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  Texas : Features : Columns : "It's All Trew"

A look at wash day
from early to modern

by Delbert Trew
Delbert Trew
Many of my columns originate from a casual inquiry from a reader.

David Bowerman of Amarillo asked whether I knew some of his relatives who operated a laundry or "wash-a-teria" in early McLean. When the question was presented to our coffee shop locals, we heard some interesting facts and stories about this most important local institution.

The earliest laundry site recalled is still standing as a wooden building near the alley across from the Methodist Church. The equipment included Maytag washing machines with wringers and rinsing tubs.

Since this was before the advent of affordable clothes dryers, the back lot of the laundry was filled with clotheslines.

Most laundries of the time had a shallow trough built into the concrete floor and covered with wooden slats to allow for dumping of tubs and machines of dirty water. Most people brought their own homemade lye soap to use.

Laundries introduced and sold commercial soap flakes, improved starches and bluing to their customers as extra income for their businesses.

Most laundries offered self-service, bachelor service and commercial services along with contract ironing.

This convenience was especially appreciated by the single workers and cowboys of the rural area who often rode to town horseback, dropped off their bundles of dirty clothes and retrieved their clean clothes the next week.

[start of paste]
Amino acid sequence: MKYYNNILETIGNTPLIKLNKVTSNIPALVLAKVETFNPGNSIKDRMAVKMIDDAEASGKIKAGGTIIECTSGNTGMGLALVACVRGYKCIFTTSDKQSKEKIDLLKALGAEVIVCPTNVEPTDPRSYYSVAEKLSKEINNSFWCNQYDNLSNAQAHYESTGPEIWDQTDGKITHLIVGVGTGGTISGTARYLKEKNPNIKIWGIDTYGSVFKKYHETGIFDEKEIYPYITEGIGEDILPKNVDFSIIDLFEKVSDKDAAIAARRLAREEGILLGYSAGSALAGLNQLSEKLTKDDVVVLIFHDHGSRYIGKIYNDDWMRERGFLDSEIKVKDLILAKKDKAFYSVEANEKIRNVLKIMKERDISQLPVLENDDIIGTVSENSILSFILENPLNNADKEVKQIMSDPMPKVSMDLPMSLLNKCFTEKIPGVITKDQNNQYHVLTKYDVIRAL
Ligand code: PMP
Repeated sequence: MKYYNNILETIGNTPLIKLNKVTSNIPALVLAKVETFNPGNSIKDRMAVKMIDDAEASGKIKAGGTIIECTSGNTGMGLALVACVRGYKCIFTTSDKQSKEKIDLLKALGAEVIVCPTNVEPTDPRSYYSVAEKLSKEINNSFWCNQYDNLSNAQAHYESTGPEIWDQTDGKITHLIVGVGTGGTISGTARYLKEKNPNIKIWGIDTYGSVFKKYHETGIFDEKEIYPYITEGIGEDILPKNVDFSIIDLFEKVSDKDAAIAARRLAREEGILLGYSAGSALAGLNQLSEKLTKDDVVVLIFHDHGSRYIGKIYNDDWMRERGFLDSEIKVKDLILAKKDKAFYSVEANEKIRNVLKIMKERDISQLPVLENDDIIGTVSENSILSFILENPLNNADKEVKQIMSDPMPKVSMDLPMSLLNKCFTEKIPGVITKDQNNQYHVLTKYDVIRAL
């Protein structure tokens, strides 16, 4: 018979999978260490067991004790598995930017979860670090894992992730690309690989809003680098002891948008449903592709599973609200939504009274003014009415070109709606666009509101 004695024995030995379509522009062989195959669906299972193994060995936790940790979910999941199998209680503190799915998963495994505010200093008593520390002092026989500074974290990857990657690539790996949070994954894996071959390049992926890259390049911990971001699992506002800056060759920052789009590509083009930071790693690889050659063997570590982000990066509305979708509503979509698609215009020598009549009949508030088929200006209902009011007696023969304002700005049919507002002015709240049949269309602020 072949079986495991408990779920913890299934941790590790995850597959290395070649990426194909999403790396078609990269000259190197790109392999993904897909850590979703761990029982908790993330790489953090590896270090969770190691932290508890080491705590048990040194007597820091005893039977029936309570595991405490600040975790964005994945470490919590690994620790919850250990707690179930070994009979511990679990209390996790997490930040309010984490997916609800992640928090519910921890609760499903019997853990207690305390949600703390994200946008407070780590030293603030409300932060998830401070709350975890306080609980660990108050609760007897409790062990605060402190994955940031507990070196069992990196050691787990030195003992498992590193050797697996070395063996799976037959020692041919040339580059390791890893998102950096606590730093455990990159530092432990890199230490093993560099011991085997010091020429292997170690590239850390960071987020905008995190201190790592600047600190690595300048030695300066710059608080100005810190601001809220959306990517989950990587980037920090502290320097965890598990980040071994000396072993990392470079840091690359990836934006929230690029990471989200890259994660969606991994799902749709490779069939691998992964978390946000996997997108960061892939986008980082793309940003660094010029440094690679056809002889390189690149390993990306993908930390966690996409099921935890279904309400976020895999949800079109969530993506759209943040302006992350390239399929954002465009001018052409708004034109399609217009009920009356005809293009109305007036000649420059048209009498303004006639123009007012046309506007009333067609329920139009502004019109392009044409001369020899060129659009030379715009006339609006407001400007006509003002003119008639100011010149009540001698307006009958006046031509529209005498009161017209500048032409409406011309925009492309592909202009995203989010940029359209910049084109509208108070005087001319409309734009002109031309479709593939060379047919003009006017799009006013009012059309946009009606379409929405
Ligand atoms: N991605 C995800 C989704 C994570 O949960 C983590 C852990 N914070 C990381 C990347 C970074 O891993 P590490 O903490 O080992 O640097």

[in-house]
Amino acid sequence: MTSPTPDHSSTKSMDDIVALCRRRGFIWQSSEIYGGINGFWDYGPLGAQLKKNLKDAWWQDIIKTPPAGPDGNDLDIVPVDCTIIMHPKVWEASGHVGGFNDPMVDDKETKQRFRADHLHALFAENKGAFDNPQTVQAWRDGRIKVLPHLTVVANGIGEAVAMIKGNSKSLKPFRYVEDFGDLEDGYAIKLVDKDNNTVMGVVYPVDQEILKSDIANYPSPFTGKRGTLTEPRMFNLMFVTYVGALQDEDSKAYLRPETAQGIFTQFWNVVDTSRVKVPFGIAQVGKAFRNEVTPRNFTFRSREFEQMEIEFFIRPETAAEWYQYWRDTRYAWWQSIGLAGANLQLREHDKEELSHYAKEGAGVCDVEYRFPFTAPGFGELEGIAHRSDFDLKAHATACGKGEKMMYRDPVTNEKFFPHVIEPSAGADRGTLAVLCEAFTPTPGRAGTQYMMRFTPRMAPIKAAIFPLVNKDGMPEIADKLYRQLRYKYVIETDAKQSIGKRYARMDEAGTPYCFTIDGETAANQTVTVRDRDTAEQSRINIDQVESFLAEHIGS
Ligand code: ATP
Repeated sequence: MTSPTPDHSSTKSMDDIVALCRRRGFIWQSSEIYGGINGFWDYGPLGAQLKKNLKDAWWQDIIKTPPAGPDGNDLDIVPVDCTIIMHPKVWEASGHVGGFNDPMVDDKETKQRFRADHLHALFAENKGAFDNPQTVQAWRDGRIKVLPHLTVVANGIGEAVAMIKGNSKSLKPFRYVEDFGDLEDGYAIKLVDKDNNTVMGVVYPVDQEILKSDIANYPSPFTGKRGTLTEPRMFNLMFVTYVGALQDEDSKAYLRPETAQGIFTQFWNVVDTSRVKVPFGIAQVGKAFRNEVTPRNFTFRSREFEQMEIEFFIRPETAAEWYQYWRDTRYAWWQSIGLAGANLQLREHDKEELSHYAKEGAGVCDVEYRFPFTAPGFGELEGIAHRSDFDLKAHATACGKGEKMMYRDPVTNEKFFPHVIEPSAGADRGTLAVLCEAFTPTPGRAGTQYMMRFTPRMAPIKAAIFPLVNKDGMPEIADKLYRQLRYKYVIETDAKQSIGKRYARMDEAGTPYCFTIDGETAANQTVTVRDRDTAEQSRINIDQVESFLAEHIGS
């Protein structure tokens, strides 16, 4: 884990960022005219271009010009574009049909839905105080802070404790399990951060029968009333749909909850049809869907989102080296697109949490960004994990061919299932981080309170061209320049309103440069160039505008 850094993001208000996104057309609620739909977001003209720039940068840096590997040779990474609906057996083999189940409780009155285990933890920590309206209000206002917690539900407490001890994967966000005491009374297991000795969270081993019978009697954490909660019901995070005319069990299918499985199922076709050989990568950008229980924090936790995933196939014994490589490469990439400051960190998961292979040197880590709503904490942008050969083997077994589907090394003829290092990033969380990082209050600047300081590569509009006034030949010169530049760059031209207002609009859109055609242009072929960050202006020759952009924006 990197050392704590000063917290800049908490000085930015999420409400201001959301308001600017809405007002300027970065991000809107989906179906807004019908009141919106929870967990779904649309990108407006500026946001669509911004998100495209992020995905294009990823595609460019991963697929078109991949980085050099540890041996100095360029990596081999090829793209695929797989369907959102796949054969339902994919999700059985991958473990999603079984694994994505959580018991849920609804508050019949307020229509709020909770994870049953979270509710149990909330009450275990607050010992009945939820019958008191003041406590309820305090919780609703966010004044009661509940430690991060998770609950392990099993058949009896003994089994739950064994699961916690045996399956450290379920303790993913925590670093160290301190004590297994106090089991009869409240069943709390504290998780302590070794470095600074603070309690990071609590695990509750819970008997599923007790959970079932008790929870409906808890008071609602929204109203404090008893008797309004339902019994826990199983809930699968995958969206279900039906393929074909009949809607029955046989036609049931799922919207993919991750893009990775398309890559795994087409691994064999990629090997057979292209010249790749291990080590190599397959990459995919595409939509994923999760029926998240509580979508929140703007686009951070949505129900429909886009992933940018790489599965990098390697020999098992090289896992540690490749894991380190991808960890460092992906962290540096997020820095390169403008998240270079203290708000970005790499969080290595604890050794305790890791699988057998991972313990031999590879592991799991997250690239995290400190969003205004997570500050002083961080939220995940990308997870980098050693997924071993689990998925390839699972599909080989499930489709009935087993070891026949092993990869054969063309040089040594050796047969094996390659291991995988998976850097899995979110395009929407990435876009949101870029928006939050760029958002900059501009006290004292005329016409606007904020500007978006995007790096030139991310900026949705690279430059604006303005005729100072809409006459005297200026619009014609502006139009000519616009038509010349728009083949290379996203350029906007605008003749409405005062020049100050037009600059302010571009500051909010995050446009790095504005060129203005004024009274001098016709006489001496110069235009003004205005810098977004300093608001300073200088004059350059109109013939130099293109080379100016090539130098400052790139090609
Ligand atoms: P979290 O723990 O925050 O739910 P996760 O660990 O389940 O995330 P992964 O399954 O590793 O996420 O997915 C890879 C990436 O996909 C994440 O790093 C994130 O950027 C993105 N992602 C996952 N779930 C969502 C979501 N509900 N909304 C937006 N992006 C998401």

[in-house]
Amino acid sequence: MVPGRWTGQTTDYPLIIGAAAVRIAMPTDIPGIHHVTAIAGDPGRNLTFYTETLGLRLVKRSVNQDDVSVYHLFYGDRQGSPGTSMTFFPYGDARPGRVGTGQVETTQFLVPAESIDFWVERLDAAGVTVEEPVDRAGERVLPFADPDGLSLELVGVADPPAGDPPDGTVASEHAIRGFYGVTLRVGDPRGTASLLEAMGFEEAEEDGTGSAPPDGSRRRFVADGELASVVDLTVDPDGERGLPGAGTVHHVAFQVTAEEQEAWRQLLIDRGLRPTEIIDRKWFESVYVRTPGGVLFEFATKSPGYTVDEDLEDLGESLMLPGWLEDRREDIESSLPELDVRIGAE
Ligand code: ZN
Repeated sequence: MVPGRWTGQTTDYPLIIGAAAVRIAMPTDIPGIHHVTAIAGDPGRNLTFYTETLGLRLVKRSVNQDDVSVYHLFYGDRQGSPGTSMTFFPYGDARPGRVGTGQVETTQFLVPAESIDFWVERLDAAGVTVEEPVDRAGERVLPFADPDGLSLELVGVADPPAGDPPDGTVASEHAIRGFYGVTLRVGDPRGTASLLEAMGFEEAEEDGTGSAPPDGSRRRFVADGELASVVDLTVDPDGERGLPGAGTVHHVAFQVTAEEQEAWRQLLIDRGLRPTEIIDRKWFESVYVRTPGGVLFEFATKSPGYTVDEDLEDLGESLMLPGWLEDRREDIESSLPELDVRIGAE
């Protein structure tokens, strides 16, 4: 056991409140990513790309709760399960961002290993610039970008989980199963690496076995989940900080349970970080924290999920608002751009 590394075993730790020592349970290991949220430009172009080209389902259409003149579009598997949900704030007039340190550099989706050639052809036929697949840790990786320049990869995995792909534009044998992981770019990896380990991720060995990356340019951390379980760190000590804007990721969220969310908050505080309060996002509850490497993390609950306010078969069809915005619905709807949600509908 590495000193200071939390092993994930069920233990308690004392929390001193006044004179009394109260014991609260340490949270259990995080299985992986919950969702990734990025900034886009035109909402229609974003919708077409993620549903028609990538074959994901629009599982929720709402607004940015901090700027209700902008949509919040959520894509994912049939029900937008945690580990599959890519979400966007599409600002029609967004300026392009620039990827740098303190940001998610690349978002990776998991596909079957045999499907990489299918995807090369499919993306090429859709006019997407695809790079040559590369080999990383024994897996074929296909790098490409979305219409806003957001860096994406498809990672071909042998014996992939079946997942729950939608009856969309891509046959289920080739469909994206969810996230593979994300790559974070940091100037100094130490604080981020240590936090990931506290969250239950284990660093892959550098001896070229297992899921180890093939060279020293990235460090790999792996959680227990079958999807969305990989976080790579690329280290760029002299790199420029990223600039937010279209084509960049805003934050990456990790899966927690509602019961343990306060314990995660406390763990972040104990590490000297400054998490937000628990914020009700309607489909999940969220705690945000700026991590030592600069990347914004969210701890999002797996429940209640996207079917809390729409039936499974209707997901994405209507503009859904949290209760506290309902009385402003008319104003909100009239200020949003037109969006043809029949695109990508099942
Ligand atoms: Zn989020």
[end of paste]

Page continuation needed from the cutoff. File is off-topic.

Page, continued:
A certain lady in town, who had a large family, brought her basket of dirty clothes to the laundry in a little red wagon she pulled while it was pushed by whichever child was of age at the moment. Since drying clothes at the laundry cost money or time, she pulled her wet clothes back home to hang on her own backyard line.

There was no hot water where she lived except that heated on the stove.

A brief search into laundry history reveals Chinese immigrants operated most of the commercial laundry businesses in the West.

The U.S. Cavalry kept its uniforms clean by paying troopers' wives a fee to wash clothes down on "washer-row" each week.

Many early hotels and tourist courts ran their own personal laundries in a special room located behind the office.

Rub or scrub boards were invented in 1797, making the old "poke-stick in a boiling pot" method less desirable.

Mechanical-powered washing machines appeared in 1851 with the wringer added in 1861.

Maytag manufactured wooden rocker-type machines for years, then introduced the pivoting agitator machine in 1922. The first "top-loading" washing machine was introduced in 1947. Amazingly, more than 145 patents have been issued for clothespins alone.

Eventually, coin-operated washing machines and clothes dryers were invented and perfected.

Entrepreneurs coined names like Laundry Mat, Washateria, Automatic Laundry and Auto-Wash to attract customers. Large laundries, serving commercial customers, bought trucks to "pick-up and deliver" the weekly supply of laundry items.

If you are politically inclined, be aware that legislation is being introduced to allow homeowners to hang clothes on their backyard clotheslines even though their local homeowners' group says it is against the rules.


Delbert Trew

"It's All Trew"
April 25, 2006 Column
E-mail: trewblue@centramedia.net.

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